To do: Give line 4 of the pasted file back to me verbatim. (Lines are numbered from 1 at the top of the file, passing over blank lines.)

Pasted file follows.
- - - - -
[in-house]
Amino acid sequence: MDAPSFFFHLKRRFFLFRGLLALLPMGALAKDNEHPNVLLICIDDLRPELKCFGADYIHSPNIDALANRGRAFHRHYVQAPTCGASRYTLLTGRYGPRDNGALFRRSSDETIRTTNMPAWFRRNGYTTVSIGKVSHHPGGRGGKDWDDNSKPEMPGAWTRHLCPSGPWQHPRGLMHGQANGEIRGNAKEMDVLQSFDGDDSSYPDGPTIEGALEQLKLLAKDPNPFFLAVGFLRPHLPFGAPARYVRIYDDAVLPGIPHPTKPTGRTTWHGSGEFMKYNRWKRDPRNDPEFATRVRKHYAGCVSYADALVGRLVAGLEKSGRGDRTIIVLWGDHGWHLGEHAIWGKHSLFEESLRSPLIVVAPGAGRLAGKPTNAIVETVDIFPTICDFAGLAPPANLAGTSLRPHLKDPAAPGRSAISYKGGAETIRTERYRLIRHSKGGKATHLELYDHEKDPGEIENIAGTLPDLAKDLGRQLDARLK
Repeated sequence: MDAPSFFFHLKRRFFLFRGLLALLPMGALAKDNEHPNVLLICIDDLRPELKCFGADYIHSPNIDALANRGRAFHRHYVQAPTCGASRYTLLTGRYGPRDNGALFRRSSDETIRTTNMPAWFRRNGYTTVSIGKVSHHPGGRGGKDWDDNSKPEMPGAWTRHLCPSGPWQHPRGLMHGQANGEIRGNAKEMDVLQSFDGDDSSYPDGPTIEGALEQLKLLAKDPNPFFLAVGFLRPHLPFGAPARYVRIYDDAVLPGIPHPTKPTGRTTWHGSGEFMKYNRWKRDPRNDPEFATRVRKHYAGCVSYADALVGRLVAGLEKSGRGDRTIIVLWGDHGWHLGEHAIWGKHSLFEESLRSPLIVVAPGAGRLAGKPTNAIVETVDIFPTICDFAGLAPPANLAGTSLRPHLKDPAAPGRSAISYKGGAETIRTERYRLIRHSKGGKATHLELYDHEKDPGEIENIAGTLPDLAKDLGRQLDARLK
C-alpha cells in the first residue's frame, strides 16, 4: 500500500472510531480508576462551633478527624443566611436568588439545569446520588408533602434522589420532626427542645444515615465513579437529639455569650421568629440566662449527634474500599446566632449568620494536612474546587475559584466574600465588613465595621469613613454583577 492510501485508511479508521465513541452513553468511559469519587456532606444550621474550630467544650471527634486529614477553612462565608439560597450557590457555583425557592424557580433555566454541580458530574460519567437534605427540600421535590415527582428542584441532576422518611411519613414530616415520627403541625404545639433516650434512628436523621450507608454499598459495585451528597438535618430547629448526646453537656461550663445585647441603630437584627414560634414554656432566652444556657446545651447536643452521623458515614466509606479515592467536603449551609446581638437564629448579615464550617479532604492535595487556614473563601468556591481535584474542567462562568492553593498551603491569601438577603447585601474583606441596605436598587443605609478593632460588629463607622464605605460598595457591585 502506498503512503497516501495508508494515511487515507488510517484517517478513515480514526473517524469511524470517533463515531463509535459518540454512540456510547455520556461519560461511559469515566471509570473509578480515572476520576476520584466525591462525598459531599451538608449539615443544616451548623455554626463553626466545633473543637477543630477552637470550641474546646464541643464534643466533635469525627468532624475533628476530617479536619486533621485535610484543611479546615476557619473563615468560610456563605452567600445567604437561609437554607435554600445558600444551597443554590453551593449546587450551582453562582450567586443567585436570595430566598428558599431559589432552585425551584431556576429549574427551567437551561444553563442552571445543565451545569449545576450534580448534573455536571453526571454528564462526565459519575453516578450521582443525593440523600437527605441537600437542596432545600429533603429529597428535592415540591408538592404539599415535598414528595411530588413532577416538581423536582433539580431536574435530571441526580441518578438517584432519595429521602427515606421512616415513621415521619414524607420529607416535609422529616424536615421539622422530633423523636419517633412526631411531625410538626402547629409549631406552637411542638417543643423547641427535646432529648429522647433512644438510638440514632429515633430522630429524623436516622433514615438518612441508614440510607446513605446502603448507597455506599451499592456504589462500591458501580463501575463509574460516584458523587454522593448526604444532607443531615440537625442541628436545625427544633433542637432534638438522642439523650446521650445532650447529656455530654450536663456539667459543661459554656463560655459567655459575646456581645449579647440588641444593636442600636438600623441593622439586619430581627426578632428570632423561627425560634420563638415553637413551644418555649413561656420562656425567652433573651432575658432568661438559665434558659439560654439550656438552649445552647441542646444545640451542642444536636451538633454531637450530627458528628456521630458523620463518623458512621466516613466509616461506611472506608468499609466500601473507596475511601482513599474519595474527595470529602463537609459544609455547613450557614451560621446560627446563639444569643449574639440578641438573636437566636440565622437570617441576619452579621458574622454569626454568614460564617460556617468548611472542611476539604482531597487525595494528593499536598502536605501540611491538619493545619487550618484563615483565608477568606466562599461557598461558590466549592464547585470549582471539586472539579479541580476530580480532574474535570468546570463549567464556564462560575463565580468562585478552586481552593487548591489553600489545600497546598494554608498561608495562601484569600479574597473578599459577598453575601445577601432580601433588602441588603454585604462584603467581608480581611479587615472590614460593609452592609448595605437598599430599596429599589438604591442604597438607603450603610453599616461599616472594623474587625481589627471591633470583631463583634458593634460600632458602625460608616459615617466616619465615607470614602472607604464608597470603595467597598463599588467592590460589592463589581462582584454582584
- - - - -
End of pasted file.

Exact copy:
C-alpha cells in the first residue's frame, strides 16, 4: 500500500472510531480508576462551633478527624443566611436568588439545569446520588408533602434522589420532626427542645444515615465513579437529639455569650421568629440566662449527634474500599446566632449568620494536612474546587475559584466574600465588613465595621469613613454583577 492510501485508511479508521465513541452513553468511559469519587456532606444550621474550630467544650471527634486529614477553612462565608439560597450557590457555583425557592424557580433555566454541580458530574460519567437534605427540600421535590415527582428542584441532576422518611411519613414530616415520627403541625404545639433516650434512628436523621450507608454499598459495585451528597438535618430547629448526646453537656461550663445585647441603630437584627414560634414554656432566652444556657446545651447536643452521623458515614466509606479515592467536603449551609446581638437564629448579615464550617479532604492535595487556614473563601468556591481535584474542567462562568492553593498551603491569601438577603447585601474583606441596605436598587443605609478593632460588629463607622464605605460598595457591585 502506498503512503497516501495508508494515511487515507488510517484517517478513515480514526473517524469511524470517533463515531463509535459518540454512540456510547455520556461519560461511559469515566471509570473509578480515572476520576476520584466525591462525598459531599451538608449539615443544616451548623455554626463553626466545633473543637477543630477552637470550641474546646464541643464534643466533635469525627468532624475533628476530617479536619486533621485535610484543611479546615476557619473563615468560610456563605452567600445567604437561609437554607435554600445558600444551597443554590453551593449546587450551582453562582450567586443567585436570595430566598428558599431559589432552585425551584431556576429549574427551567437551561444553563442552571445543565451545569449545576450534580448534573455536571453526571454528564462526565459519575453516578450521582443525593440523600437527605441537600437542596432545600429533603429529597428535592415540591408538592404539599415535598414528595411530588413532577416538581423536582433539580431536574435530571441526580441518578438517584432519595429521602427515606421512616415513621415521619414524607420529607416535609422529616424536615421539622422530633423523636419517633412526631411531625410538626402547629409549631406552637411542638417543643423547641427535646432529648429522647433512644438510638440514632429515633430522630429524623436516622433514615438518612441508614440510607446513605446502603448507597455506599451499592456504589462500591458501580463501575463509574460516584458523587454522593448526604444532607443531615440537625442541628436545625427544633433542637432534638438522642439523650446521650445532650447529656455530654450536663456539667459543661459554656463560655459567655459575646456581645449579647440588641444593636442600636438600623441593622439586619430581627426578632428570632423561627425560634420563638415553637413551644418555649413561656420562656425567652433573651432575658432568661438559665434558659439560654439550656438552649445552647441542646444545640451542642444536636451538633454531637450530627458528628456521630458523620463518623458512621466516613466509616461506611472506608468499609466500601473507596475511601482513599474519595474527595470529602463537609459544609455547613450557614451560621446560627446563639444569643449574639440578641438573636437566636440565622437570617441576619452579621458574622454569626454568614460564617460556617468548611472542611476539604482531597487525595494528593499536598502536605501540611491538619493545619487550618484563615483565608477568606466562599461557598461558590466549592464547585470549582471539586472539579479541580476530580480532574474535570468546570463549567464556564462560575463565580468562585478552586481552593487548591489553600489545600497546598494554608498561608495562601484569600479574597473578599459577598453575601445577601432580601433588602441588603454585604462584603467581608480581611479587615472590614460593609452592609448595605437598599430599596429599589438604591442604597438607603450603610453599616461599616472594623474587625481589627471591633470583631463583634458593634460600632458602625460608616459615617466616619465615607470614602472607604464608597470603595467597598463599588467592590460589592463589581462582584454582584